Al Jarreau is a master of rhythms from around the world. His bag of sounds and improvisations is informed by a host of influences—the music of the church and Africa and Brazil, for example—administered with a taste of funk. He can take you on a magic carpet ride, high above the maddening static of tweets, cell phones and digital overload. (Though he’s not above referencing those sounds when he sings.) He thrills me with his spontaneous creativity and his humor, humanity and love. Al’s got a whole lot of it.
I felt this up close in January 2015, at the Thelonious Monk Institute International Jazz Competition in Los Angeles. Al was a judge. When we met I began the process of arranging an interview for Voices in Jazz—no small task given his schedule.
We witnessed a special competition that afternoon, won by New Jersey native Jazzmeia Horn. That evening, Al performed a magical rendition of Michael Jackson’s “Human Nature.” It was pure Jarreau, and it continues to echo in my dreams.
Months later, after much back and forth, Al and I connected again. We talked and laughed for over an hour. Wisdom and great stories poured from his lips. I felt like I was in the presence of a sage. I learned about his history and how he developed one of the most original voices in jazz. I am proud to share this conversation with you.
Sadly, on Feb. 7, Al canceled his remaining live dates and announced his retirement from touring via his website. The statement read: “Al Jarreau is in the hospital in Los Angeles, due to exhaustion. He is receiving excellent medical care, responding to treatments, and improving slowly. The medical team has instructed that he cannot perform any of his remaining 2017 concert dates. Therefore, with complete sorrow, Al Jarreau must retire from touring. He is thankful for his 50 years of traveling the world in ministry through music, and for everyone who shared this with him: his faithful audience, the dedicated musicians, and so many others who supported his effort.”
Roseanna Vitro: What’s your earliest memory of music?
Al Jarreau: Sitting on the bench by my mom, singing in church. I could feel my heart’s “echo-grams,” and it proved that music is immediate. I could feel it. I’m always listening to my body. Rhythm and the creative source are put into our lives. Singing is like painting. It’s deep in your core, your message. It starts early.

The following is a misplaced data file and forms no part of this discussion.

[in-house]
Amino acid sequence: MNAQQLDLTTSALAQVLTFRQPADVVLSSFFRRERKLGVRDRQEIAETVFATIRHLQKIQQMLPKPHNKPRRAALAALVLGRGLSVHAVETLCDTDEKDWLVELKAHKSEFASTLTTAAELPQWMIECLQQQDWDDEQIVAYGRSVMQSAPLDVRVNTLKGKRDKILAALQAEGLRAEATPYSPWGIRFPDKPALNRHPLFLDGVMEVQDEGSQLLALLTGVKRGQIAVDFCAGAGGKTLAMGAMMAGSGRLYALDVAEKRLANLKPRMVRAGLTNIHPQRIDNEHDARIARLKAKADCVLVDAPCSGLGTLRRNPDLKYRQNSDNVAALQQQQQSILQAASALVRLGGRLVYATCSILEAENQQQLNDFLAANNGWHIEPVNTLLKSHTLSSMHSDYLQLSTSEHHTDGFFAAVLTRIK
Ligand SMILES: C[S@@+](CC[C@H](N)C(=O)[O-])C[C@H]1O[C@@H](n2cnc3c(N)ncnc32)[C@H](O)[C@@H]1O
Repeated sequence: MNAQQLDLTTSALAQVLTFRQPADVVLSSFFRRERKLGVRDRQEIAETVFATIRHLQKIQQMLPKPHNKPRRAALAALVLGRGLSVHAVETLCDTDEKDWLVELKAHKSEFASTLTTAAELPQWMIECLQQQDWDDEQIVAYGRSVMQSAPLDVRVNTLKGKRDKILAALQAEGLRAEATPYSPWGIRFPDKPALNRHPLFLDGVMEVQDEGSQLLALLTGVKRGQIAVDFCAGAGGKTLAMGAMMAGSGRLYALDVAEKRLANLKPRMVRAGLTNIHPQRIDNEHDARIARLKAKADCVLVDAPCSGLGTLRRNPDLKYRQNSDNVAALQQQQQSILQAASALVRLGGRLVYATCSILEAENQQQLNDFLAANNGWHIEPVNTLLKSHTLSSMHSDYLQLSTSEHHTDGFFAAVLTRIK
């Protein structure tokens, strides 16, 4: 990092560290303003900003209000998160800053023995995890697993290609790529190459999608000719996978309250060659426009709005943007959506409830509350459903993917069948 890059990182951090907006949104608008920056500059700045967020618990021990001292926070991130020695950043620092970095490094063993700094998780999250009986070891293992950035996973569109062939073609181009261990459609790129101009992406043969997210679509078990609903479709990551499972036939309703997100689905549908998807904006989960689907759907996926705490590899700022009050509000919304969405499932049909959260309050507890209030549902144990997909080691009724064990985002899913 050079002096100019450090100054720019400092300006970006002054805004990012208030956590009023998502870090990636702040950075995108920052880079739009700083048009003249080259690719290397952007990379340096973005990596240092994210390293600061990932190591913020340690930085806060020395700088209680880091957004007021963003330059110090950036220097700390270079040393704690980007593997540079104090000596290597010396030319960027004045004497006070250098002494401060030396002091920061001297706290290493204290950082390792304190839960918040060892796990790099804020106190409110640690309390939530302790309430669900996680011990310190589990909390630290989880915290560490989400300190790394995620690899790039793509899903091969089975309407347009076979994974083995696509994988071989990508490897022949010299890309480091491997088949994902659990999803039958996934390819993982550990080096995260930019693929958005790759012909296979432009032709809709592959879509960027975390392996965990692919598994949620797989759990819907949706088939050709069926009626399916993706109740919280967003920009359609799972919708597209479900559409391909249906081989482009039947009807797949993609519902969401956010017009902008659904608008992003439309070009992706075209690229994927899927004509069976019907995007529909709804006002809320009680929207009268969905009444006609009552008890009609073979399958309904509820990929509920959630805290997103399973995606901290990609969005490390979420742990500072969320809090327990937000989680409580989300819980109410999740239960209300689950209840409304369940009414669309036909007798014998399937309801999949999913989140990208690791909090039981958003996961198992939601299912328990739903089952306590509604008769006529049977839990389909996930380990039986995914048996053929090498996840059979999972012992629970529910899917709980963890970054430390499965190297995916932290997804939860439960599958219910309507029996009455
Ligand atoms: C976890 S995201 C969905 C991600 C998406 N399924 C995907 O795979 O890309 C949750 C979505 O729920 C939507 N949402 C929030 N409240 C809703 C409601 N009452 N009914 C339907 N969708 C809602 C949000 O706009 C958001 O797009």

If it ain’t music, people need to find something they love to do and then do it for free. Something that floats their boat, that completes their life, that makes it right. Even knitting or sewing! Find something that makes you enjoy life.
RV: What touched you? How early did you know you wanted to be a singer?
AJ: Always! As soon as I could remember singing “Jesus Loves Me.”
RV: I know your mom was a pianist and your dad was a Seventh-day Adventist preacher. How much of an influence were your parents on your music?
AJ: Everyone sang in the house. My sisters played piano, but not seriously. I was a baseball guy, but at 19 years old I gave it up. I was a free spirit, but didn’t study music; I sang in doo-wop quartets. I loved singing the basslines. I was always singing. In junior high school, I sang in big choirs with 90 singers, tunes like “Red Sails in the Sunset.” I learned everything by ear.
RV: How did you master your percussive rhythms and original sounds?
AJ: In 1965 I was a rehab counselor in the Bay Area and I’d sing at night, but I wasn’t good at being a rehab counselor. It was too rigid. I felt like I was an ordinary singer, not original, not like a young Tony Bennett or Diana Krall. In ’64 through ’65 I began delving deep into Afro-Cuban rhythms, the music of Tito Puente and Cal Tjader. But when I heard the music, melodies and rhythms from Brazil—God, I fell in love.
Here’s a story: I was in a shoemaker store to have a new belt made. You’ll never believe a man came over to me—and it was Sergio Mendes! Oh my goodness, one of my heroes. I could never get enough of Brazil ’66—the melodies, changes, the rhythm.
I loved Astrud Gilberto. She was amazing, so beautiful but so simple. As a singer, you have to remember the lesson that it’s in your story. Minimal works.